Nothing Has Changed in 30 Years

“Nothing has changed in education in 30 years.”

I sat back stunned.  Yep, she said it. “Nothing has changed in education in 30 years.”

I think education changed in the 30 seconds it took for her to say that to me. 


*  Fueled by Curiosity

      My son had just spent 3 years at a school full of teachers that were fueled by curiosity.  If they struggled to successfully teach a child, they turned to research.   They turned to publications, scientist, educators, artists, pediatricians, mental heath professionals, musicians, researchers, professors, rocks recently turned over.  I was stunned at the lack of curiosity I now faced in a different school setting.  This teacher had taught the same way for 30 years. It wasn’t working for my son and I doubt it was working for any other student.  She did not have 30 years experience. She had 1 years experience 30 times.  If you are teaching the same way you did 30 years ago, you aren’t teaching.

*  So where is the information to help you?  Neuroscience. 

Neuroscientists devote themselves to exploring how the brain learns, how we recruit our different mental capacities to solve problems, how we compensate for our weaknesses, and how we capitalize on our strengths.   “Neuroscience & the Classroom: Making Connections.”

Yes, you are in the trenches.  You plan, strategize and adapt at a drop of the hat as Paul body slams yet again, as Brad builds an intricate pattern yet can’t rhyme, as Jennifer repeats a song exactly after one hearing but can’t hold a pencil.  You watch the behavioral ebbs and flows of the classroom from minute to minute, from day to day, from month to month.  You create a community with 12 little 3 year olds with the artistic touches Pollock would admire.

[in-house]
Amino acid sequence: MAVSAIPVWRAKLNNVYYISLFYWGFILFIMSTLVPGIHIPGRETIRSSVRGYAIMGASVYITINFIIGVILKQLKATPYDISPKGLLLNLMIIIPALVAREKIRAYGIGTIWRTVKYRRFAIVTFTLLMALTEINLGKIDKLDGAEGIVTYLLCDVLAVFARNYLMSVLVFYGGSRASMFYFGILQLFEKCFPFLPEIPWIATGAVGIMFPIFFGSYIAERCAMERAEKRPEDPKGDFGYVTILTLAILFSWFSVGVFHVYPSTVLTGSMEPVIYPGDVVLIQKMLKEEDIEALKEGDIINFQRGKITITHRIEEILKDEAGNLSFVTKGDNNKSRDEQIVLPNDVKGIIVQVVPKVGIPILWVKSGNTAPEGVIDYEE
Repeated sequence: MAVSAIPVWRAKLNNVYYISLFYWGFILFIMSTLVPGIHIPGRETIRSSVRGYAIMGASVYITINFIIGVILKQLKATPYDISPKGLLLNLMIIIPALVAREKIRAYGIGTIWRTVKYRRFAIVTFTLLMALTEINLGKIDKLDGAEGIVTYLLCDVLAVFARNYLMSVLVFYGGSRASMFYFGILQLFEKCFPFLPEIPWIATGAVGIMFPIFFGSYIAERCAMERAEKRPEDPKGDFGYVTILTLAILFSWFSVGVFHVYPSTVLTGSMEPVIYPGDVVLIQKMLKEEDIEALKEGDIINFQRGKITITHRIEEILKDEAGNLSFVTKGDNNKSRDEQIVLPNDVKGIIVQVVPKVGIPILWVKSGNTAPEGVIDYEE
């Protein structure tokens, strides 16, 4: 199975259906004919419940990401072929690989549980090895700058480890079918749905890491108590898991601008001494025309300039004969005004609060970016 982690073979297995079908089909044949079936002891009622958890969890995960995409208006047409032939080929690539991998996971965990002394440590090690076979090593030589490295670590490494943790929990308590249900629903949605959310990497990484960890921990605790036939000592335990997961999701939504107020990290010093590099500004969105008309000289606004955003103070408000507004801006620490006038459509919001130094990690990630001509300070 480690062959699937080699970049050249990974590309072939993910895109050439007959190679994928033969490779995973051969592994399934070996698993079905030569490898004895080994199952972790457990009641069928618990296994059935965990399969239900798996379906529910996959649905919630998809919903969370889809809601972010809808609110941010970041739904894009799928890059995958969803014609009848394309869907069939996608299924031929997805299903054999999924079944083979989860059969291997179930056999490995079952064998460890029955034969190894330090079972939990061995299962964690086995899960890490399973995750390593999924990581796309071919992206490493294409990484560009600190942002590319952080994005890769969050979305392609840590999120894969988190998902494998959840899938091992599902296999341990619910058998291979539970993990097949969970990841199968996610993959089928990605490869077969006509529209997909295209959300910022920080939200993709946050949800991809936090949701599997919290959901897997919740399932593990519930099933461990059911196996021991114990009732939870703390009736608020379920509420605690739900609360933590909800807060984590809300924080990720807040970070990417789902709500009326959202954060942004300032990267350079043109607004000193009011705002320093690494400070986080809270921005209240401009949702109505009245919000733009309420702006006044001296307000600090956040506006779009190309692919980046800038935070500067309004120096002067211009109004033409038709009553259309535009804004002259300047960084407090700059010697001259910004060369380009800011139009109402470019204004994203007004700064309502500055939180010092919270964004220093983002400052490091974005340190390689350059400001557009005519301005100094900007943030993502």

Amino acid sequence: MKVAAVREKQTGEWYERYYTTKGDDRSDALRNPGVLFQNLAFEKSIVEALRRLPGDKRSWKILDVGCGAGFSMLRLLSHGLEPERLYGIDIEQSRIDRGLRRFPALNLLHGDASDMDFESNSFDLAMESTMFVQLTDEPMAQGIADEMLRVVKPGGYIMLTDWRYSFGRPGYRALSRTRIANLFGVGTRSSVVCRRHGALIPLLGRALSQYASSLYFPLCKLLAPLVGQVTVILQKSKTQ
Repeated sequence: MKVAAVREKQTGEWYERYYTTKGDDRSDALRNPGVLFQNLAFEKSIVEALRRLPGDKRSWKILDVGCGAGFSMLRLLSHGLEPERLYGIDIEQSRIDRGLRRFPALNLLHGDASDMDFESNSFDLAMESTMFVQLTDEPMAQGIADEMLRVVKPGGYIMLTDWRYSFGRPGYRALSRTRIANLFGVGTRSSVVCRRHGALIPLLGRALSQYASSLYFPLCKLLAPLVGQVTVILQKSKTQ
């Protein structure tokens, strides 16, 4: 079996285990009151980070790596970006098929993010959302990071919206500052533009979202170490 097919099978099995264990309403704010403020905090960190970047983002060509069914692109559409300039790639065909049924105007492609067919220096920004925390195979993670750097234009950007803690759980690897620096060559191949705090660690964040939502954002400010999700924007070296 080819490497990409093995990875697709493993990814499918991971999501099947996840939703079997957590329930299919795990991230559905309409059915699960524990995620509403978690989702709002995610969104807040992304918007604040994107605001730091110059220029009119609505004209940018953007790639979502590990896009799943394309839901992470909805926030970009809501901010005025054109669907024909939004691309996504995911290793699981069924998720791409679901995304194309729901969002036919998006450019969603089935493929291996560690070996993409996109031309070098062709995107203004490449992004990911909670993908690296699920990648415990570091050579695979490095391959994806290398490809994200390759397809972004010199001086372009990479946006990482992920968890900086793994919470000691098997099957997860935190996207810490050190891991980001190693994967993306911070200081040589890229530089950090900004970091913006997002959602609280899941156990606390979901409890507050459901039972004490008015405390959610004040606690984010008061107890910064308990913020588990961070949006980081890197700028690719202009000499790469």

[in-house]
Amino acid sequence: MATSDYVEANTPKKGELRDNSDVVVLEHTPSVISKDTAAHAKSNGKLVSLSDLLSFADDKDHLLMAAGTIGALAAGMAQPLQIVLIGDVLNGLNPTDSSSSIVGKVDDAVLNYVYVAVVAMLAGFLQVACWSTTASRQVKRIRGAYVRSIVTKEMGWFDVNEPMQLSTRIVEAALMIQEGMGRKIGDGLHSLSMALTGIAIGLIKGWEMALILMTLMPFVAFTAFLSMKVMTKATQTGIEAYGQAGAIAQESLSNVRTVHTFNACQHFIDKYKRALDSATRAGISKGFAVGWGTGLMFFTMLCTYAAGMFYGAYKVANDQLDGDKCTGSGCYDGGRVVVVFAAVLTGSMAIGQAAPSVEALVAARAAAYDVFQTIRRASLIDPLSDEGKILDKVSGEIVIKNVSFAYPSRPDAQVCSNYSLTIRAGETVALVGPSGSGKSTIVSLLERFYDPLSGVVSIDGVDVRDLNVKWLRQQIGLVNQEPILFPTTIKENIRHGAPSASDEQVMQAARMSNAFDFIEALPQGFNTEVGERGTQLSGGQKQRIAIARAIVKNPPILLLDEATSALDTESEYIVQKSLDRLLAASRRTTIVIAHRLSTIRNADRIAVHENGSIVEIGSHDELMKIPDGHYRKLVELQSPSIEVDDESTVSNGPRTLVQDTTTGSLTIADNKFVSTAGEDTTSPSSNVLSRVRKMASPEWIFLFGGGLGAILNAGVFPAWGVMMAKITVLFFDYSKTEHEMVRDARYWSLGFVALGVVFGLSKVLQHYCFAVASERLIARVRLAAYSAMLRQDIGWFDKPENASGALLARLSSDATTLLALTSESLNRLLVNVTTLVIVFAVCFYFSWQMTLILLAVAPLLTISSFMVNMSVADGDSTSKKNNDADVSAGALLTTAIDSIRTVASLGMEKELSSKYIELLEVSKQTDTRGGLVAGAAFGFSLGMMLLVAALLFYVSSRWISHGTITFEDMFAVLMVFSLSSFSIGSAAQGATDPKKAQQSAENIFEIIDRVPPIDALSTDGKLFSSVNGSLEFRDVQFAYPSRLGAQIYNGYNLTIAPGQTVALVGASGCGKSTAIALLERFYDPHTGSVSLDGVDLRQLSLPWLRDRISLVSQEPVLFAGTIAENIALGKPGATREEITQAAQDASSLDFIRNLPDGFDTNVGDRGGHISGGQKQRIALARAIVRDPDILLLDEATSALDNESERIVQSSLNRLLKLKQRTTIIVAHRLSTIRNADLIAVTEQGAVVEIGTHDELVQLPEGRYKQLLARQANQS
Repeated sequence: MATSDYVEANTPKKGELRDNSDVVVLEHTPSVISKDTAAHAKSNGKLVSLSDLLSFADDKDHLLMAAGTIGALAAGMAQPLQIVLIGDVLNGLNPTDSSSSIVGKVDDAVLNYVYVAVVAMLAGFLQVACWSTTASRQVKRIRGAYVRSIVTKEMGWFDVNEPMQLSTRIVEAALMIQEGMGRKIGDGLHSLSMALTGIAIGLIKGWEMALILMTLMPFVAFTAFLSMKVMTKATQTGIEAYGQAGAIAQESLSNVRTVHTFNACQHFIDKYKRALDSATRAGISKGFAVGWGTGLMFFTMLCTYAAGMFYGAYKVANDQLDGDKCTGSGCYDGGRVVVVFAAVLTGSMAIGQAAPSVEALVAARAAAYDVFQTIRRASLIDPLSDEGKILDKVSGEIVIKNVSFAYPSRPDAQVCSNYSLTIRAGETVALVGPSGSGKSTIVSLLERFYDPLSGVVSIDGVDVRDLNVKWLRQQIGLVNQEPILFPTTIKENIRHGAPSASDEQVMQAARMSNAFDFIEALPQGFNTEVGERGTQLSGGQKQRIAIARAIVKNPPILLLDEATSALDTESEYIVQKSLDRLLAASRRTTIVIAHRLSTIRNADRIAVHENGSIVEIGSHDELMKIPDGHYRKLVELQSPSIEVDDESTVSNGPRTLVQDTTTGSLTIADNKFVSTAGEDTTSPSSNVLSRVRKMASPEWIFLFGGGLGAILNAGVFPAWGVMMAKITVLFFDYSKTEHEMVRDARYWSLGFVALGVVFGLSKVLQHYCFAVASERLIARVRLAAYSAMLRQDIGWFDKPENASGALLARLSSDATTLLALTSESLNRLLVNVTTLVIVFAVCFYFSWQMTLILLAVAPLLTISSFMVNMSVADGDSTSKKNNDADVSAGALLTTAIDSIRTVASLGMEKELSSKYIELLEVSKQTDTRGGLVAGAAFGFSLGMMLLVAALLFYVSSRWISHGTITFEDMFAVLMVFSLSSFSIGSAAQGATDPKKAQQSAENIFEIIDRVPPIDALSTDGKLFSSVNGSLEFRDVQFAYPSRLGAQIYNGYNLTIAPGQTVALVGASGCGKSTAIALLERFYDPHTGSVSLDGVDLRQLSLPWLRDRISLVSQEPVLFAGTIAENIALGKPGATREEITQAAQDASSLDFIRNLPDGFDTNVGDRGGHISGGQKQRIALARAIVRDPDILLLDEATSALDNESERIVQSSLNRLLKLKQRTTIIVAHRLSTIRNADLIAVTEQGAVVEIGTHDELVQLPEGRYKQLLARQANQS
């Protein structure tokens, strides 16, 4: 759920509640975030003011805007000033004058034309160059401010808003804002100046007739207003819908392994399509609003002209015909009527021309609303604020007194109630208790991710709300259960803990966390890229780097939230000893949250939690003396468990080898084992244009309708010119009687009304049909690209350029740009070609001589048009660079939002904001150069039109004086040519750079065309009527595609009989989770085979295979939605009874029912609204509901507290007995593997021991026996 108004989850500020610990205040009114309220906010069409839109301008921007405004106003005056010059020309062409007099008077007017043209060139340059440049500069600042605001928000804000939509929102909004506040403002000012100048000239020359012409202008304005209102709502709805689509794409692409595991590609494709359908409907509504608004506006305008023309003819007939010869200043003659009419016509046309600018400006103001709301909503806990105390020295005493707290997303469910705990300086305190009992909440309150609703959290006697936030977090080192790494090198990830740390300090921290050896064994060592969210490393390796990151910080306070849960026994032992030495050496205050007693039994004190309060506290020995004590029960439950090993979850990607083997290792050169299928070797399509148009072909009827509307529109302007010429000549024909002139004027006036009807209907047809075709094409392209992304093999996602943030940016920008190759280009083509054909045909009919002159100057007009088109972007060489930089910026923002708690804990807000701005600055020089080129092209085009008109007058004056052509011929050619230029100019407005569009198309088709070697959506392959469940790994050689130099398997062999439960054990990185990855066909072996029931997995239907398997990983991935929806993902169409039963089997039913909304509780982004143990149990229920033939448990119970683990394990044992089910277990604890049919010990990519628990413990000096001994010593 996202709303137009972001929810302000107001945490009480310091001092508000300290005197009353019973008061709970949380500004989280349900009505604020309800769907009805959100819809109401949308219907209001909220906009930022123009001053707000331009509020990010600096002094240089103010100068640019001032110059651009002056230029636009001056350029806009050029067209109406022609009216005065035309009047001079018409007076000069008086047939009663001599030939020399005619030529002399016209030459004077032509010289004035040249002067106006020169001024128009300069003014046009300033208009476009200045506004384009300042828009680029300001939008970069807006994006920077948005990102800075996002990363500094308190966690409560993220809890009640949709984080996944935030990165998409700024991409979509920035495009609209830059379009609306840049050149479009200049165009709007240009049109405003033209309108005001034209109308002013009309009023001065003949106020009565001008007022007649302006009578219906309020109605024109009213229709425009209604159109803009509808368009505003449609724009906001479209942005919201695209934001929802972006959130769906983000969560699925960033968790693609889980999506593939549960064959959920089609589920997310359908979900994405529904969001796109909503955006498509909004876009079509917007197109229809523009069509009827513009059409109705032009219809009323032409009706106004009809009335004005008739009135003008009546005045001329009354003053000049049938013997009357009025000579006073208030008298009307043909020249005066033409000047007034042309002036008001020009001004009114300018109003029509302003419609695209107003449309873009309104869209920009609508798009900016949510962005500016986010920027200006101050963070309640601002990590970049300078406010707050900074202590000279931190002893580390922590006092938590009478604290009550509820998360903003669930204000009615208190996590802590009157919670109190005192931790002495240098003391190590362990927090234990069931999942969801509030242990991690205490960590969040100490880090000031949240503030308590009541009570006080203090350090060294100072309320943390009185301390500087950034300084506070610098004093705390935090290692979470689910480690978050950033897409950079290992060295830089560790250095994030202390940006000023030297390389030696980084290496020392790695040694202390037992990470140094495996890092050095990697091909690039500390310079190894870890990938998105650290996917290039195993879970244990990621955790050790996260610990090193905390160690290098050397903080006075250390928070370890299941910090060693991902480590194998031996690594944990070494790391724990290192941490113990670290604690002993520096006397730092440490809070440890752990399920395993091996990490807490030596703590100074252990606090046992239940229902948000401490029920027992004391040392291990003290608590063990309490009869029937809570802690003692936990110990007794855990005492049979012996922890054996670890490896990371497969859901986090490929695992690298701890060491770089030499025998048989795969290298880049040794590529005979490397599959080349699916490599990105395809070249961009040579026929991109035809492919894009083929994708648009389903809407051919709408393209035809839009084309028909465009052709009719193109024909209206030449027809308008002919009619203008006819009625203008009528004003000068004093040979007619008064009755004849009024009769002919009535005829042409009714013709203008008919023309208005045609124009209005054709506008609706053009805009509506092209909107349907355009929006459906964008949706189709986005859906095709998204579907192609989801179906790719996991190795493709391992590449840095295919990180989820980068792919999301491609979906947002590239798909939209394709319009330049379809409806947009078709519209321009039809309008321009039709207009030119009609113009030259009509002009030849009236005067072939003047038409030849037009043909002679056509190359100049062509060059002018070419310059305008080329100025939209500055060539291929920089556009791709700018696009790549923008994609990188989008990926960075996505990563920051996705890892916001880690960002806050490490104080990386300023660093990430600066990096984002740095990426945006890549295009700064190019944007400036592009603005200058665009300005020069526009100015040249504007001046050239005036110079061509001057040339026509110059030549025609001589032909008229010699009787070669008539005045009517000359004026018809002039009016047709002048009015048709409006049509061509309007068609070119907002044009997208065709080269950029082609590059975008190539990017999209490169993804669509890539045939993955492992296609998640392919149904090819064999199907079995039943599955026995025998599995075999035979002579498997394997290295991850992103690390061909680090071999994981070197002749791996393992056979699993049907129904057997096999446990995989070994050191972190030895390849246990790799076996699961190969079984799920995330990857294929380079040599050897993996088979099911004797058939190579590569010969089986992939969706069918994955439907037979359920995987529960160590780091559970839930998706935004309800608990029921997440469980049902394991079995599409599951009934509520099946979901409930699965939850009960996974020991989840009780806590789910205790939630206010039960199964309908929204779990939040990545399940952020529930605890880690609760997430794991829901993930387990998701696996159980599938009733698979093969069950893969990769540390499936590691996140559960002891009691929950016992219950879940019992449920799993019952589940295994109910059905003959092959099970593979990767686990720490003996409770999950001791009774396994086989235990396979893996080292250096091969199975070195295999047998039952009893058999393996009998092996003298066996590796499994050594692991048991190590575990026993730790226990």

*  But there is no need to be a disciplinary island.

 How children learn is not the sole property of educators.  Pulling in other disciplines into your classroom will make you a more effective teacher. 

Paul B. Yellin, associate professor at New York University School of Medicine and director of the Yellin Center for Mind, Brain, and Education,  “talks about the need for an equal partnership among neuroscientists, teachers, and clinicians. His goal is to create a language and vocabulary that enable everyone to discuss how different brains work differently.” “Neuroscience & the Classroom: Making Connections.  Yellin seeks to “help teachers understand that there is information out there to help teachers to understand the children in the classroom and there is information out there to help the teacher be successful in the classroom.”

 *  Education really is where neuroscience meets the road.

  What you do in the classroom should be grounded in science.  How you approach developmental stages and how you plan to help each child’s journey in their development. You see the complexity of the classroom and the neuroscientist sees the complexity of the brain.  Never in the history of education has it been easier to lay hands on such research and implement it in your classroom. 

 *  Reaching into the neuroscience field is not a fad of education.

 I am not talking about the latest behavioral gimmick or the newest workshop to fulfill your continuing education hours.  I am speaking of research that explores how the brain works.  The study of the brain and how it learns will always be part of education.  Understanding how each child learns will only empower you in your profession.  I am talking about looking to those leaders in research that are readily available to you. The University of Chicago’s Levine Lab, The New York University School of Medicine and director of the Yellin Center for Mind, Brain, and Education, the Mind, Brain, and Education Program at Harvard University Graduate School of Education are just the tip of the iceberg. 

 Do the research, be curious, be a student of all disciplines.  You just might see that things have changed in education in the last 30 years…probably in the last 30 seconds.